Literary Monday: If you are female, or interested in females, you should read this book

I went to the library on Wednesday last week to find some new books to read. I left with only two, and couldn’t help but start reading one of them walking back to work. I stayed up late a few of the nights since then to finish it, because it was fabulous, but more in a “holy crap someone gets it!” kind of way than the kind of page turner you might think. It was, in fact, not fiction at all. The title of the book caught my attention, but once I realized that it was written by someone my age and for/about women my age/in my generation, there was no going back. It was coming home with me. The book? Perfect Girls, Starving Daughters by Courtney Martin.

I’ve made no secret on this blog about my history of disordered eating, my body image issues, being torn between two worlds or schools of thought on how my body should look/how I should treat it. Reading this book helped me to realize how very not alone I am in this problem. Perfect Girls, Starving Daughters is part memoir, part theme/topic, and the best piece of writing I’ve ever read about the pervasiveness of disordered eating and associated behavior, not only the statistics but WHY it happens (and why it’s so common). While my personal experience wasn’t exactly like that of the author’s (I was a ballerina, not a basketball player, so there were different pressures for thinness; my experience in college was very different, though I knew girls whose food/exercise issues got worse in college just as Martin describes), the feelings, thoughts, and behaviors Martin explores, starting in childhood and following through to early adulthood, resonated strongly with me. Part of me is truly glad for my low blood sugar issues, since they’ve probably kept me from the worst my disordered eating/exercising/body image could have been over the years (iron willpower is one thing, but if you experience severe mood swings and then pass out when you don’t eat, being anorexic is more difficult).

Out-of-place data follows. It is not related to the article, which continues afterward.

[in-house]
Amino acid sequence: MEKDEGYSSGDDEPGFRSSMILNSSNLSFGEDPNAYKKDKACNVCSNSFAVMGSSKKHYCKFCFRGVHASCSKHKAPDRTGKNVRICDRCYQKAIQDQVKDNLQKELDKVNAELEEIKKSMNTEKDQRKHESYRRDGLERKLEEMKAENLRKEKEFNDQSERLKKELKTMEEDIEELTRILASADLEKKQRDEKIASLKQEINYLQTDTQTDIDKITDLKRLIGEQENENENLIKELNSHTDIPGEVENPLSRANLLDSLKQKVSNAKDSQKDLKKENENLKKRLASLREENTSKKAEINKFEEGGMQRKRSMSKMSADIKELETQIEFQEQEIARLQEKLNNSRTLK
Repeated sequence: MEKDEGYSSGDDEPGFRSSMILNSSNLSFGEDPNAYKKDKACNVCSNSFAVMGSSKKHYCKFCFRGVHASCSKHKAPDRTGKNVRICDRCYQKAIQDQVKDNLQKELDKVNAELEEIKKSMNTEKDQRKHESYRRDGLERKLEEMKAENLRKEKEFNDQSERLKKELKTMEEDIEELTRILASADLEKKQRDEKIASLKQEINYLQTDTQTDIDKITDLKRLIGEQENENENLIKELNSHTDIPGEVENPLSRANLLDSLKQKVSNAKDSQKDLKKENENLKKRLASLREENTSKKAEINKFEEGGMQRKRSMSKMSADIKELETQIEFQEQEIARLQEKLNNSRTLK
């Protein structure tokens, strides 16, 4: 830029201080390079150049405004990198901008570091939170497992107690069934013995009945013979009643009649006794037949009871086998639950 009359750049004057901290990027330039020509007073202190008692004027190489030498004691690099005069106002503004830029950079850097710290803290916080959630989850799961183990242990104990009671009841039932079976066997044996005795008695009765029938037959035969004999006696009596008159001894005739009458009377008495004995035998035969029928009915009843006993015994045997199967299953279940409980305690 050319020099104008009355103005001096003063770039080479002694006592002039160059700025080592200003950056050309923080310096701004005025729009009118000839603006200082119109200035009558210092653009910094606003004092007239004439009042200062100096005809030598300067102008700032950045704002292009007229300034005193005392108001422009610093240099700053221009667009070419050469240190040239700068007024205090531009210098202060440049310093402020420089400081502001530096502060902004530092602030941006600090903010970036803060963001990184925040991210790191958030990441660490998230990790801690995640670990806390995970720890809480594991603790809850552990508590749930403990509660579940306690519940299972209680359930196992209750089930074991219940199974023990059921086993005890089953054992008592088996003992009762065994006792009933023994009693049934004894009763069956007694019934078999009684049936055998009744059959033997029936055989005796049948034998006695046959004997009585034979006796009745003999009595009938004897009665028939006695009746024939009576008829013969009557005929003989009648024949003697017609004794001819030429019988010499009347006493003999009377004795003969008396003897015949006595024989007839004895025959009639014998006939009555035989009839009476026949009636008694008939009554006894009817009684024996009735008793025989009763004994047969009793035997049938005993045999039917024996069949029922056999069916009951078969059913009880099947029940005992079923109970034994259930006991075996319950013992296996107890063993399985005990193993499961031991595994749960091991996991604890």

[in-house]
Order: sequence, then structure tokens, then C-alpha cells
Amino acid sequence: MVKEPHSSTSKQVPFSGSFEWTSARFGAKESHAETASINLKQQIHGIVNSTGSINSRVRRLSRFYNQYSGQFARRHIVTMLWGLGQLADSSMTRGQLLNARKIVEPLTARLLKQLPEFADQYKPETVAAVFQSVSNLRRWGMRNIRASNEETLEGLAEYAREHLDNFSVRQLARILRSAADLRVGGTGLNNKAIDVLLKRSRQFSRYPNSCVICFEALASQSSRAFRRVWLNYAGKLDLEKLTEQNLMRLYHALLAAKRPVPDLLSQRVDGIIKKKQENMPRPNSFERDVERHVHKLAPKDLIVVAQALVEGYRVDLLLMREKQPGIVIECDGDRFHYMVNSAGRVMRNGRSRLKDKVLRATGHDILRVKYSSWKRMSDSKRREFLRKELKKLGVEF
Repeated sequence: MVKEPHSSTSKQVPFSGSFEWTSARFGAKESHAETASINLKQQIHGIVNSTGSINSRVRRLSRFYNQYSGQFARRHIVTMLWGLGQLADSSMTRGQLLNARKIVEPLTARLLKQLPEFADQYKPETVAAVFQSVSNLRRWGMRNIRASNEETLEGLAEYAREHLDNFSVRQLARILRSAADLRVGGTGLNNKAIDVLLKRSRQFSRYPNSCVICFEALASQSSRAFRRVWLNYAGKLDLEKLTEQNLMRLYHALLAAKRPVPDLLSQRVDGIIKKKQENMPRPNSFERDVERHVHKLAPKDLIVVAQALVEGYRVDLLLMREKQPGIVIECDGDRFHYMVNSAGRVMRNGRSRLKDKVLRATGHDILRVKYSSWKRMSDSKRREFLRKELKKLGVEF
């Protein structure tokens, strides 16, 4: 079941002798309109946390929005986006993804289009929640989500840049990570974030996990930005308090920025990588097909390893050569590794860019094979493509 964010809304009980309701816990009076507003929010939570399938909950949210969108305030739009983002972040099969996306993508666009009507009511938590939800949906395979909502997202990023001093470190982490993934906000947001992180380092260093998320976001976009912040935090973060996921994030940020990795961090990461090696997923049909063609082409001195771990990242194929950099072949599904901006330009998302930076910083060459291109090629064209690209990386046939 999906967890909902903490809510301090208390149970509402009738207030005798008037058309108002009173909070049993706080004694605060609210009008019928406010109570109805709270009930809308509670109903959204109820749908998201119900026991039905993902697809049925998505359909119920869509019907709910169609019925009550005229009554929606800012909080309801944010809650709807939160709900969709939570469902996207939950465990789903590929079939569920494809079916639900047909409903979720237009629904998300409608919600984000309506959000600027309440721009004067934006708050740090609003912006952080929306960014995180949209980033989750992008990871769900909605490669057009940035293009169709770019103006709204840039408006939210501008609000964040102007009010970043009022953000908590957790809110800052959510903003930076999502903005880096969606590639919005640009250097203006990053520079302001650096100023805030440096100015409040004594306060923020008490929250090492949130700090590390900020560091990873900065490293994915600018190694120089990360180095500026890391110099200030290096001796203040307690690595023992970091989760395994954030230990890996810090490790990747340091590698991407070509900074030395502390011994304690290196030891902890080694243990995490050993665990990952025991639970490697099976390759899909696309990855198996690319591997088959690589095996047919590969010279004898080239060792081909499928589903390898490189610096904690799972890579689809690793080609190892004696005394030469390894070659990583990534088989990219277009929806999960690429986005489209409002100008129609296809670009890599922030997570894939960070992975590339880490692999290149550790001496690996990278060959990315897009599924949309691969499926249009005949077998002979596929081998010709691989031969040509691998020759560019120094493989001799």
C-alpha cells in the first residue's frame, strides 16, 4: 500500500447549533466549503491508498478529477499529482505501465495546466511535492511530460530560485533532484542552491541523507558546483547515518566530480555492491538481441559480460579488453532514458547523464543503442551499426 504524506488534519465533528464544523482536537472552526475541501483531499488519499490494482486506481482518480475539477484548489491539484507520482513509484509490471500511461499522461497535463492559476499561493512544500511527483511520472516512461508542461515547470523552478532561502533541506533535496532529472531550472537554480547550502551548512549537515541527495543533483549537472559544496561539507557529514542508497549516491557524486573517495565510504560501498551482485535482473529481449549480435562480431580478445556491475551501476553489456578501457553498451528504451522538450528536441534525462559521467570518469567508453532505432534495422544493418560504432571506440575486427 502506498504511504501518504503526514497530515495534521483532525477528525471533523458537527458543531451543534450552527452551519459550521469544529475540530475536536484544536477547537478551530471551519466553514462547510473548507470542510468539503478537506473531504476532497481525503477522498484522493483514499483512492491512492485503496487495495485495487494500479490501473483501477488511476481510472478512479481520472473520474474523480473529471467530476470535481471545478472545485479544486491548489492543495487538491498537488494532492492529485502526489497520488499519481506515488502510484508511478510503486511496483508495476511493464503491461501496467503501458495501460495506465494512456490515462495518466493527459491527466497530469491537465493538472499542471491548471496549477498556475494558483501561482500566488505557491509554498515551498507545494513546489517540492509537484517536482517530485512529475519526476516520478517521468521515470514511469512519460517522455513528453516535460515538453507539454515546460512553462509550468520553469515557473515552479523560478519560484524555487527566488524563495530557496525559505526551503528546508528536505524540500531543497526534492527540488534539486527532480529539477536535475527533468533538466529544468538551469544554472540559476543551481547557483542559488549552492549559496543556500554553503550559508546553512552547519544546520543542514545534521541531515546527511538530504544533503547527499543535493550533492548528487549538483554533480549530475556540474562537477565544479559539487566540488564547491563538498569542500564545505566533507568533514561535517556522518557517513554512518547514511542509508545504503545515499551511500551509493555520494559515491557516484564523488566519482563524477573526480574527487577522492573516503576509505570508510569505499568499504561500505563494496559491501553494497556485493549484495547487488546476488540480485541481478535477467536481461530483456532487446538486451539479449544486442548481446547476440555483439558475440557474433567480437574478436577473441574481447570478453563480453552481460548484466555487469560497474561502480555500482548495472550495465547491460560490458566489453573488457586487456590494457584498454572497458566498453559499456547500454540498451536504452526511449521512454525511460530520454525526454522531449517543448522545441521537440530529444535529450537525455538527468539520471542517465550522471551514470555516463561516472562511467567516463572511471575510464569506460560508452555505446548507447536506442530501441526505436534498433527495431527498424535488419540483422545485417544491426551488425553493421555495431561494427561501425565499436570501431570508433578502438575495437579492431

Reading Martin’s book made me realize just how pervasive the problem is, and what life is like for millions of girls and women all over the world. Of my female friends, I know very few with healthy attitudes toward eating and exercise. The ones who seem to have it worst I recognized as having the personality traits of Martin’s “perfect girls”. While I see a lot of myself in the personal stories shared throughout the book, I’m also relieved that I’ve never quite taken things as far as others have. In some ways, I’ve given up on being perfect because I’ve realized it’s impossible. But it was really scary how much of Martin’s book rang true for me, perhaps because we are the same age, but perhaps because, being in my generation, she was really able to hit the nail on the head when she says as (girl) children, we were told we could be/do anything, yet many of us took that to mean we had to do everything. The roles played by our parents, by our upbringings, by popular culture and the media clearly all factor into the dire situation many women in my generation face. I’ve had many of the thoughts and opinions Martin shares throughout her book, but never have I seen them all written down in one place. If you are a woman ages 9-35; if you date or are married to one; if you have or ever plan to have daughters I highly recommend reading this book.

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2 responses to “Literary Monday: If you are female, or interested in females, you should read this book

  1. hehI had “planned” to have a daughter but it just didn’t work out.Sad as the topic is, I am glad to see it has not been swept back under the rug. It is really hard for me to understand this issue, but I certainly have known many women who cope with it.One of the most heartrending eating disorder situations I’ve ever come across was a 30-something preschool mom of mine.She had a sweet three year old son, Teddy, who dealt with his mother’s periodic visits to the hospital. Teddy did not know what was wrong with his mom.All he knew was that he desperately missed her whenever she had to leave. I really could see her pain and his confusion.

  2. I’ve always kind of had the attitude that if a problem doesn’t affect me (see: most of the so-called girl problems) I don’t need to worry about it. Then I realized, holy shit, what if I have a kid who grows up with those issues. So now I try to care more and learn about things that, while they may not affect me directly, probably affect someone I love. Thanks for reinforcing that.

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